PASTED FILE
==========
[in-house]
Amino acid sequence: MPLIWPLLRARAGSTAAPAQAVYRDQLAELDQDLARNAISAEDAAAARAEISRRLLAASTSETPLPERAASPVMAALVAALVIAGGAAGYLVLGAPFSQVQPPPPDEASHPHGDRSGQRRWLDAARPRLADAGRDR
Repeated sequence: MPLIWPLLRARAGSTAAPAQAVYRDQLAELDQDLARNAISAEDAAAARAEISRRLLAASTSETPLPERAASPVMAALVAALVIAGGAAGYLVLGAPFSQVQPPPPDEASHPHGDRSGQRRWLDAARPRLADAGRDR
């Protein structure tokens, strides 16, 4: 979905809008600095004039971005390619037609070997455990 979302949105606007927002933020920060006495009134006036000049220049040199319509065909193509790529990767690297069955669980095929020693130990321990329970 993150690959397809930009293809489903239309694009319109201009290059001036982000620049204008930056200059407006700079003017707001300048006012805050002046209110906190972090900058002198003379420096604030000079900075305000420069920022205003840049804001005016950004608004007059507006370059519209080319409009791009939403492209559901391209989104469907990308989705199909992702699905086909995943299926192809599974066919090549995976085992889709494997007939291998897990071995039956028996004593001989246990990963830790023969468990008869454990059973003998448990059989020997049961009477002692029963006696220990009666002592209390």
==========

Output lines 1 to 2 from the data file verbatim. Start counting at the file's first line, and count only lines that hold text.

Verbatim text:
[in-house]
Amino acid sequence: MPLIWPLLRARAGSTAAPAQAVYRDQLAELDQDLARNAISAEDAAAARAEISRRLLAASTSETPLPERAASPVMAALVAALVIAGGAAGYLVLGAPFSQVQPPPPDEASHPHGDRSGQRRWLDAARPRLADAGRDR